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Involucellum nullen vel 13-phyllum. Petala cuneiformia, truncata, apice sæpius fimbriato-erosa. Carpella rectiuscula, rostro brevi crasso demum cavo intus processu dorsali ligulæformi aucta. Embryo arcuatus. Cætera fere Malvæ. Radix sæpissime napiformis vel tuberorsa.
CALLIRRHOË, Nutt. in Jour. Acad. Philad. 2. p.
181. Gray, Pl. Fendl. in Mem. Amer. Acad. (n. ser.) 4. p. 16.
NUTTALLIA Bart. Fl. N. Amer. 2. t. 62. Hook. Exot. Fl. t. 171, 172, & Jour. Bot. 1. p. 196 (non Torr. & Gr.)
MALVÆ Sp., Torr. & Gray, Fl. N. Am. 1. p. 225
CALYX naked, or involucellate with from one to three herbaceous bracts, five-cleft, persistent; the segments triangular or lanceolate, acumimate, three-nerved, valvate in æstivation. PETALS 5, hypogynous, convolute in æstivation, broadly cuneiform, truncate, the dilated extremity commonly erose-denticulate or fimbriate, their claws adnate to the base of the stamineal column. STAMENS indefinite, monadelphous in a simple short column, the dilated base of which is adnate to the claws of the petals, hypogynous; FILAMENTS separately becoming free in several series from te summit of the column: ANTHERS reniform or oblong, one-celled, opening by a longitudinal line around the convex side. POLLEN globose, hispid. OVARIES 1020, united in a circle around a central receptacle: STYLES as many as the ovaries, filiform, united below, their distinct portion stigmatose (minutely hispid) for the whole length of the inner face. OVULE solitary in each carpel, amphitropous, peritropous-ascending, the micropyle pointing to the base of the cell.
FRUIT formed of a depressed ring of more or less beaked crustaceous and indehiscent or somewhat two-valved carpels, which cohere by plane faces. but at length fall away separately from the conspicuous central receptacle; the more or less incurved beak hollow at maturity, its cavity separated from that of the body of the carpel by an internal tounge-shaped dorsal process! SEED reniform, smooth. EMBRYO arcuate-incurved in or partly round the soft or mucilaginous albumen: COTYLEDONS broad and foliaceous, cordate, infolded together: RADICLE centripetal-inferior, or rarely (in C. alcæoides and C. pedata) more or less ascending by the partial resupination of the seed.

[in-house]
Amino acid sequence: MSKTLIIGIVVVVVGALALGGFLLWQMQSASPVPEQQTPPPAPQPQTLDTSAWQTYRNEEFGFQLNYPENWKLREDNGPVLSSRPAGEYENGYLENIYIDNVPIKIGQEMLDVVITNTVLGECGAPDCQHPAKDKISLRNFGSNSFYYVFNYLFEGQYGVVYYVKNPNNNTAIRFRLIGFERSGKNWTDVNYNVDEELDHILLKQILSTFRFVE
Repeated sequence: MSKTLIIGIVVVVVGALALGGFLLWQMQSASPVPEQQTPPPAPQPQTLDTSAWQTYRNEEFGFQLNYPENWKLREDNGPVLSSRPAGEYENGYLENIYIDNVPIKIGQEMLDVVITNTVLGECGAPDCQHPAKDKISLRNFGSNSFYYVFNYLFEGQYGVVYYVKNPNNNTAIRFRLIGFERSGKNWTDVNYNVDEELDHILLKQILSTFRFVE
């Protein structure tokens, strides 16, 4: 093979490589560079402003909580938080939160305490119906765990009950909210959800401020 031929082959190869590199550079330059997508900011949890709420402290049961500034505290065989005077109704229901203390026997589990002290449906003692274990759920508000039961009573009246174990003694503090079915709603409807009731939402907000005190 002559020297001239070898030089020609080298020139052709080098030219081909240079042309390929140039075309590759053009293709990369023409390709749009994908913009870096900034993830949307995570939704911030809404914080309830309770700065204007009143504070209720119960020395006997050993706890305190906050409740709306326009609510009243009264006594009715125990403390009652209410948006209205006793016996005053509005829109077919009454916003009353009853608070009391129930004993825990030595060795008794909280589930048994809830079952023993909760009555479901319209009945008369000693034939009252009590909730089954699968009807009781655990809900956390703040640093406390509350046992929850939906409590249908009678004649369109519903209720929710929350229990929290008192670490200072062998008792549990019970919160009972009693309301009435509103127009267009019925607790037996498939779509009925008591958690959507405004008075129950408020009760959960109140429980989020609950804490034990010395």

HERB (of North America) with mostly simple stems from a large and thickened fusiform or napiform perennial (rarely annual) root. Radical leaves rounded or cordate, lobed or incised, the cauline usually palmately or pedately cleft or parted. Stipules free. Peduncles axillary or somewhat umbellate-clustered, commonly elongated, oftern articulated near the apex. Flowers showy, red-purple or flesh-colored.
ETYMOLOGY. Καλλιρροη, the daughter of the river Achelous, &c. Perhaps Mr. Nuttall drew the name from Καλλοσ, beautiful, and ροια or ροα, whence Rhœas, the Corn Poppy, which C. Papaver so much in the appearance of the flowers as to suggest the specific name to Cavanilles, who informs us that the French colonists of Louisiana called the plant by the same appellation, viz. Coquelicot.
PROPERTIES. Nearly all species are ornamental on account of the large and finely colored corolla. C. Papaver is prized as a showy perennial in the gardens. C. involucrata, C. digitata, and C. pedata are not less beautiful. The fleshy roots of all the species are farinaceous; those of C. macrorhiza are used for food by the Indians.
GEOGRAPHICAL DISTRIBUTION. A genus of seven  known species, belonging to the warmer temperate portion of the United States, west of the Alleghanies and east of the Rocky Mountains. Nearly all of them are found in Texas and the plains of the Arkansas and Platte; one species (C. triangulata) extending northest to Illinois and Wisconsin; another (C. Papaver) southeast to Florida.